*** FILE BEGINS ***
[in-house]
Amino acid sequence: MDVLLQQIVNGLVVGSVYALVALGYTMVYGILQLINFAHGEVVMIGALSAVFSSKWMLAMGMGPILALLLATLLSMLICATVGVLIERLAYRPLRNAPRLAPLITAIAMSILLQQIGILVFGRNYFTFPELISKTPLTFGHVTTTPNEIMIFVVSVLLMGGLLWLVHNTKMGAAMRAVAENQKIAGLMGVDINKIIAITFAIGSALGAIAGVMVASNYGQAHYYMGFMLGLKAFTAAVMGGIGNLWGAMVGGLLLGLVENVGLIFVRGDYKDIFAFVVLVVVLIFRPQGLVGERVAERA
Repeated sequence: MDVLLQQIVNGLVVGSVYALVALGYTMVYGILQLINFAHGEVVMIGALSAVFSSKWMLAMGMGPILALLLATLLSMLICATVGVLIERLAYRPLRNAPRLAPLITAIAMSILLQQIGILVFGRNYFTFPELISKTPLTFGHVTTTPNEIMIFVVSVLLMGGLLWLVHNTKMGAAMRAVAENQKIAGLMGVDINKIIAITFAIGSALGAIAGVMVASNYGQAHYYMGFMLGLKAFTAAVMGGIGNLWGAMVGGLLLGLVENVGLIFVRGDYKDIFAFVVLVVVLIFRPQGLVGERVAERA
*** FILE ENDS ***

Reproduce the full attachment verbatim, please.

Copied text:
[in-house]
Amino acid sequence: MDVLLQQIVNGLVVGSVYALVALGYTMVYGILQLINFAHGEVVMIGALSAVFSSKWMLAMGMGPILALLLATLLSMLICATVGVLIERLAYRPLRNAPRLAPLITAIAMSILLQQIGILVFGRNYFTFPELISKTPLTFGHVTTTPNEIMIFVVSVLLMGGLLWLVHNTKMGAAMRAVAENQKIAGLMGVDINKIIAITFAIGSALGAIAGVMVASNYGQAHYYMGFMLGLKAFTAAVMGGIGNLWGAMVGGLLLGLVENVGLIFVRGDYKDIFAFVVLVVVLIFRPQGLVGERVAERA
Repeated sequence: MDVLLQQIVNGLVVGSVYALVALGYTMVYGILQLINFAHGEVVMIGALSAVFSSKWMLAMGMGPILALLLATLLSMLICATVGVLIERLAYRPLRNAPRLAPLITAIAMSILLQQIGILVFGRNYFTFPELISKTPLTFGHVTTTPNEIMIFVVSVLLMGGLLWLVHNTKMGAAMRAVAENQKIAGLMGVDINKIIAITFAIGSALGAIAGVMVASNYGQAHYYMGFMLGLKAFTAAVMGGIGNLWGAMVGGLLLGLVENVGLIFVRGDYKDIFAFVVLVVVLIFRPQGLVGERVAERA